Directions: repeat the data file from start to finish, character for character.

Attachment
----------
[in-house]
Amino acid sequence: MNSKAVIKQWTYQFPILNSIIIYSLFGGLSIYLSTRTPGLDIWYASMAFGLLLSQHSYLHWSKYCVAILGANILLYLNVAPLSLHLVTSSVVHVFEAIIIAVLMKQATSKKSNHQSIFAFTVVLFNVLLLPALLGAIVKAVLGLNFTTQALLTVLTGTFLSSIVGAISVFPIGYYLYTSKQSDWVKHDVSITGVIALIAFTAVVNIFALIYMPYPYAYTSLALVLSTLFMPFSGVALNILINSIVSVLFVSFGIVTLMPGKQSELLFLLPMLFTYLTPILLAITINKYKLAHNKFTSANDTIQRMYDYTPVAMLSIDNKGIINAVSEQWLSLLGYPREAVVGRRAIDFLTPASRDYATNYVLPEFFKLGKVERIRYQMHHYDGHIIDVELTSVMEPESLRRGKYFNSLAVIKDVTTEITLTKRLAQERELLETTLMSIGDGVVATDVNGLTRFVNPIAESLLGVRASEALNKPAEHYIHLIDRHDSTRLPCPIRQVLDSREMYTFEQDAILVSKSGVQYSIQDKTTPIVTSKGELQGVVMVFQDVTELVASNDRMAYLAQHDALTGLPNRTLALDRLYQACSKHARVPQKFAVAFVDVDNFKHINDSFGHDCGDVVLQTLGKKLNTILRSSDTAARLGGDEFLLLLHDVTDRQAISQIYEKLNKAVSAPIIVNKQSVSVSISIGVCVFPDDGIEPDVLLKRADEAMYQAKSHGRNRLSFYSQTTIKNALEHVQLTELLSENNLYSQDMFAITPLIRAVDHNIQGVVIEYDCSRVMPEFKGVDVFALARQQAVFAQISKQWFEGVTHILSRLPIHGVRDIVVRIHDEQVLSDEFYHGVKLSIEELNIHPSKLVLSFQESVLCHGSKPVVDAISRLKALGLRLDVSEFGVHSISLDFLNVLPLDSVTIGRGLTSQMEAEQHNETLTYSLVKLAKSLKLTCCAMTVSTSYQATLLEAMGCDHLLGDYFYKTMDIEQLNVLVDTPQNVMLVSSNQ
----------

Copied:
[in-house]
Amino acid sequence: MNSKAVIKQWTYQFPILNSIIIYSLFGGLSIYLSTRTPGLDIWYASMAFGLLLSQHSYLHWSKYCVAILGANILLYLNVAPLSLHLVTSSVVHVFEAIIIAVLMKQATSKKSNHQSIFAFTVVLFNVLLLPALLGAIVKAVLGLNFTTQALLTVLTGTFLSSIVGAISVFPIGYYLYTSKQSDWVKHDVSITGVIALIAFTAVVNIFALIYMPYPYAYTSLALVLSTLFMPFSGVALNILINSIVSVLFVSFGIVTLMPGKQSELLFLLPMLFTYLTPILLAITINKYKLAHNKFTSANDTIQRMYDYTPVAMLSIDNKGIINAVSEQWLSLLGYPREAVVGRRAIDFLTPASRDYATNYVLPEFFKLGKVERIRYQMHHYDGHIIDVELTSVMEPESLRRGKYFNSLAVIKDVTTEITLTKRLAQERELLETTLMSIGDGVVATDVNGLTRFVNPIAESLLGVRASEALNKPAEHYIHLIDRHDSTRLPCPIRQVLDSREMYTFEQDAILVSKSGVQYSIQDKTTPIVTSKGELQGVVMVFQDVTELVASNDRMAYLAQHDALTGLPNRTLALDRLYQACSKHARVPQKFAVAFVDVDNFKHINDSFGHDCGDVVLQTLGKKLNTILRSSDTAARLGGDEFLLLLHDVTDRQAISQIYEKLNKAVSAPIIVNKQSVSVSISIGVCVFPDDGIEPDVLLKRADEAMYQAKSHGRNRLSFYSQTTIKNALEHVQLTELLSENNLYSQDMFAITPLIRAVDHNIQGVVIEYDCSRVMPEFKGVDVFALARQQAVFAQISKQWFEGVTHILSRLPIHGVRDIVVRIHDEQVLSDEFYHGVKLSIEELNIHPSKLVLSFQESVLCHGSKPVVDAISRLKALGLRLDVSEFGVHSISLDFLNVLPLDSVTIGRGLTSQMEAEQHNETLTYSLVKLAKSLKLTCCAMTVSTSYQATLLEAMGCDHLLGDYFYKTMDIEQLNVLVDTPQNVMLVSSNQ